An interesting article from the SOUTH CHINA MORNING POST with quotes from Tim Swannie of Home Hunts:
Mainlanders get taste for French vineyards
Richard Warren -London
Wealthy mainland investors, including state-owned enterprises, are queuing to buy vineyards in France.
The latest mainland foray into French wine-growing properties included the sale to an undisclosed buyer of Chateau Lagarosse, a 40-hectare vineyard that produces a Premier Cote de Bordeaux, an entry-level wine. The price that was paid is not known.
The deal followed the purchase by Cofco, China’s largest national agricultural trading and processing company, of the 20-hectare Chateau de Viaud in Bordeaux’s Lalande-de- Pomerol district for an undisclosed sum. Both purchases were made in the first week of February.
Joel Palous, managing director of AIM Vineyards, a company that advises clients on buying and managing vineyards, said he knew of seven other Chinese buyers, including companies, syndicates and wealthy individuals, looking for Bordeaux vineyards. Most had budgets ranging from €10 million (HK$105 million) to €50 million, and one buyer was prepared to pay €100 million for a trophy estate.
”We also have a few Hong Kong-based investors who are looking for properties, though smaller than those wanted by the Chinese investors – more like a retreat home for their family and friends,” Palous said.
Tim Swannie, director of French buyers’ agency Home Hunts, said his company was helping two buyers from China and Hong Kong find Bordeaux vineyards. “One of the clients is a company from mainland China looking for a trophy property with a large vineyard in Saint-Emilion or Medoc,” Swannie said.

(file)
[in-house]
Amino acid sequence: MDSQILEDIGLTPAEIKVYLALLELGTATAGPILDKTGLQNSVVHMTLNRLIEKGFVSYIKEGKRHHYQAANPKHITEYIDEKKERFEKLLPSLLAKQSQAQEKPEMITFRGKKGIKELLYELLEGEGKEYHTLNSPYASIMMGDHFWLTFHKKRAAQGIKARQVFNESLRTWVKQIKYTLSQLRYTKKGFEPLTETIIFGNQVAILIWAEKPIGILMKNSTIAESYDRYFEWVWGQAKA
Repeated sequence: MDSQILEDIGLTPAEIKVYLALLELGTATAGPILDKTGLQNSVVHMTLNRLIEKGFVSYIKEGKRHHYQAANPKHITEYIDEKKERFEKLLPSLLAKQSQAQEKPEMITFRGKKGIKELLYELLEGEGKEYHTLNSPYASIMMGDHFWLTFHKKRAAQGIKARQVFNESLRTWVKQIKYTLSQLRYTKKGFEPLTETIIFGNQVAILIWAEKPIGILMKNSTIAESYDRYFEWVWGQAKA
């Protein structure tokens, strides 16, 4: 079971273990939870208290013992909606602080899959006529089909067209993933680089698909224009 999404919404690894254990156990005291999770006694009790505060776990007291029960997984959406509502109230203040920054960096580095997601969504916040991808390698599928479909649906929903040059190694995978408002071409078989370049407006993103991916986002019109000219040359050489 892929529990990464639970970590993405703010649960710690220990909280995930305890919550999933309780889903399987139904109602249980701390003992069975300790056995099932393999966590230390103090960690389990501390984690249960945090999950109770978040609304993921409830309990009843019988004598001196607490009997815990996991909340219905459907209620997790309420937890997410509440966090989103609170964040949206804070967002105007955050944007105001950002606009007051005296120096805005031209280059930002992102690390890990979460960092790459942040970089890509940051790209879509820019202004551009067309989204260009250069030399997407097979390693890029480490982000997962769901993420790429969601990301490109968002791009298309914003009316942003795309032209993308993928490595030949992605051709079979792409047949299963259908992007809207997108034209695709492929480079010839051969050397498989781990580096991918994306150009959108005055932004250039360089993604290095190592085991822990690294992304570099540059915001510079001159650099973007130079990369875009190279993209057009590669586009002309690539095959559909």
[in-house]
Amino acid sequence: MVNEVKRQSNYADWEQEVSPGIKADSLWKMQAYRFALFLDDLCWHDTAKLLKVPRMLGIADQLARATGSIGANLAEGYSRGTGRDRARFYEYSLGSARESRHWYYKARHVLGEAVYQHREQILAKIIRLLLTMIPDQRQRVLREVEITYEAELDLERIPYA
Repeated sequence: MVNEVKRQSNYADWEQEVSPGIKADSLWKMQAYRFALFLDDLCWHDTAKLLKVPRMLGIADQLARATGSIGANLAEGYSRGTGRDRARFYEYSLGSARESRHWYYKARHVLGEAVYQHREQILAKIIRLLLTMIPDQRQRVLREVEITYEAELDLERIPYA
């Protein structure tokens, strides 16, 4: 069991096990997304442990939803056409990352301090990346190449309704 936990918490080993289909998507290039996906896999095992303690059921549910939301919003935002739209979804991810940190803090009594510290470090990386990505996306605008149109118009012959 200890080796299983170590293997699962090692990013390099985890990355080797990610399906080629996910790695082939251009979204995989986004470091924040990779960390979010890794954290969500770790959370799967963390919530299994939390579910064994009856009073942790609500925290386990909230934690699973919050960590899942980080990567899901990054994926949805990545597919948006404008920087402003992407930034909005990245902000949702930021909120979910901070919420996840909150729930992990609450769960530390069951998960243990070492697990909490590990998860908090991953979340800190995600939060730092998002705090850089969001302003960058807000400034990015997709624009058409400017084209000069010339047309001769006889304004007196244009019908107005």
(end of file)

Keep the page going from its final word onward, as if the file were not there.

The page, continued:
“The proposed buyer is a well-known wine company in China already and this property will serve as its European base. The client’s budget is up to about €25 million. The second client is from Hong Kong and is looking for a chateau or a manor house with a small vineyard to use as a holiday home. They would like to produce a small amount of wine for personal use and have a budget up to around €1.5 million.”
Demand for Bordeaux vineyards is higher now than a year ago, partly because they are now more affordable, said Swannie, and overseas demand was particularly strong.
”Prices have dropped a little over the past two to three years – perhaps by 10 to 15 per cent – which has helped,” Swannie said. “Plus, some people are looking for a change of direction following the recession. The thought of living in France and making a living from your land is quite inviting to many. Aside from that, French wine seems to have had a real revival in the past 18 to 24 months. It has become quite fashionable for the international jet set to have a vineyard in their portfolio as an investment or a status symbol”